The 1960s: A Selection of Vintage Prints from the Keystone Press Agency Canada
A Selection of Vintage Prints from The Keystone Press Agency Canada
Opening Reception: Thursday July 6, 5-8pm
Exhibition Dates: July 6 – August 19, 2023
Stephen Bulger Gallery, Toronto
Stephen Bulger Gallery is pleased to present “The 1960s: A Selection of Vintage Prints from The Keystone Press Agency Canada”.
Our memory of past events and personalities involves the recollections of photographs that define those moments of history. Consequently, we count photographs among our most valued personal possessions. Images have the power to connect people across generations.
The Keystone Press Agency was founded by Bert Garai in the early 1900s in London, England. The Agency’s name was derived from the Keystone Shipping Company, one of the fastest agents for transporting photographs long distance at the time. The Canadian branch of the Agency was established by Bob Moynier, who began his career with Keystone working in the darkrooms in Paris, France, and later as a staff photographer. With an office already in New York City, Moynier approached Keystone’s directors in 1960 who agreed to establish a Canadian branch based in Montréal, then Canada’s largest city. Keystone operated in Montréal for over fifty years before winding down.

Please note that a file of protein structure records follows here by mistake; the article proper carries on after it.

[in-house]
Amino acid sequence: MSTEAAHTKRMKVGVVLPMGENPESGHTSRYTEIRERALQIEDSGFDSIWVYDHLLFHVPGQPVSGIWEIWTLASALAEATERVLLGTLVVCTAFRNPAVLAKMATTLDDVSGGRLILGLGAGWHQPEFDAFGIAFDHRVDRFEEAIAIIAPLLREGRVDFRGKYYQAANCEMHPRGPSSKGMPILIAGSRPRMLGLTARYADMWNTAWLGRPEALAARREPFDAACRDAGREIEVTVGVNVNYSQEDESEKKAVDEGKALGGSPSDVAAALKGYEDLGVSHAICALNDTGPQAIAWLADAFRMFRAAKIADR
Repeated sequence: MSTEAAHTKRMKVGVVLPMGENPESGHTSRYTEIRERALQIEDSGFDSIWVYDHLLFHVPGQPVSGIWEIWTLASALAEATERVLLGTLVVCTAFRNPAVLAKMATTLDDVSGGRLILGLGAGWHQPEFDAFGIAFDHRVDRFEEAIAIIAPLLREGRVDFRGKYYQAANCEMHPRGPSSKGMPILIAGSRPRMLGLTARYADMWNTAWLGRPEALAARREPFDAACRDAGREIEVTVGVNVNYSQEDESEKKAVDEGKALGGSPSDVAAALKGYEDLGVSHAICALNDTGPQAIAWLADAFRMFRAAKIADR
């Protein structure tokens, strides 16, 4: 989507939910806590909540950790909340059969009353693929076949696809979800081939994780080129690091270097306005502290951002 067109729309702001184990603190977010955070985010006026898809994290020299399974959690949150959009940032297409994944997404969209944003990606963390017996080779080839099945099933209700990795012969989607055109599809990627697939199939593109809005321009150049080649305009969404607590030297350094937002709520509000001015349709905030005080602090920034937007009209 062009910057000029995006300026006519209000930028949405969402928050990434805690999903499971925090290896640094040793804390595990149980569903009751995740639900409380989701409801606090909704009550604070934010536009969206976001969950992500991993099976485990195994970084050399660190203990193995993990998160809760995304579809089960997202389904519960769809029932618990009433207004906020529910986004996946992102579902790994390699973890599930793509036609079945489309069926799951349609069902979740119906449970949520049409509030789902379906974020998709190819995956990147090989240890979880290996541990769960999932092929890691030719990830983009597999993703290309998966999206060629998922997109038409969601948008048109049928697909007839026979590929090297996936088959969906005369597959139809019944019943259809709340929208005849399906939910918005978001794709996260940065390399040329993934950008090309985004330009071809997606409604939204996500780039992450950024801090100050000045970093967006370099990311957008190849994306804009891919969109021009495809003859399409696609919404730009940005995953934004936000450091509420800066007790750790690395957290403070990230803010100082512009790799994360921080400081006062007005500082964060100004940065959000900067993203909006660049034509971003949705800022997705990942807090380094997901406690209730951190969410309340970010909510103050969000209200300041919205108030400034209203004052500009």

Photographic archives such as Keystone provide a rich resource for scholars and those fascinated by history from a variety of disciplines, including photojournalism, art, and fashion. The Keystone Agency played a vital role by distributing images to Canadian newspapers, magazines, and other publications throughout the world. Their archive is vast, comprising over 500,000 original photographs and transparencies. This exhibition concentrates on some of the key personalities and events that defined the 1960s.
Like many archives, Keystone photographs were organized by subject headings for filing after original usage, making locating photographs to reuse easier whenever images were needed to illustrate stories. This exhibition utilizes that methodology and isolates the images under these heading: the Berlin Wall; China; Counterculture; EXPO 67; Personalities; Space Exploration; The Great Train Robbery; and Vietnam. Our display of approximately 130 original photographs is accompanied by scans of the backs of the photographs, which often bear captions and notations. These written descriptions offer insight and evidence of the use and misuse of photographs to describe world events.
Given the role that the Keystone Agency played in distributing imagery for newspapers, magazines and other publications throughout the world, these photographs are important artifacts both in the context of the photographic medium and as a record of the broader legacy of the Keystone Agency.
Accessibility: The gallery is partially accessible, with a level entrance, an accessible washroom, wide and unobstructed pathways, and automatic doors at the entrance.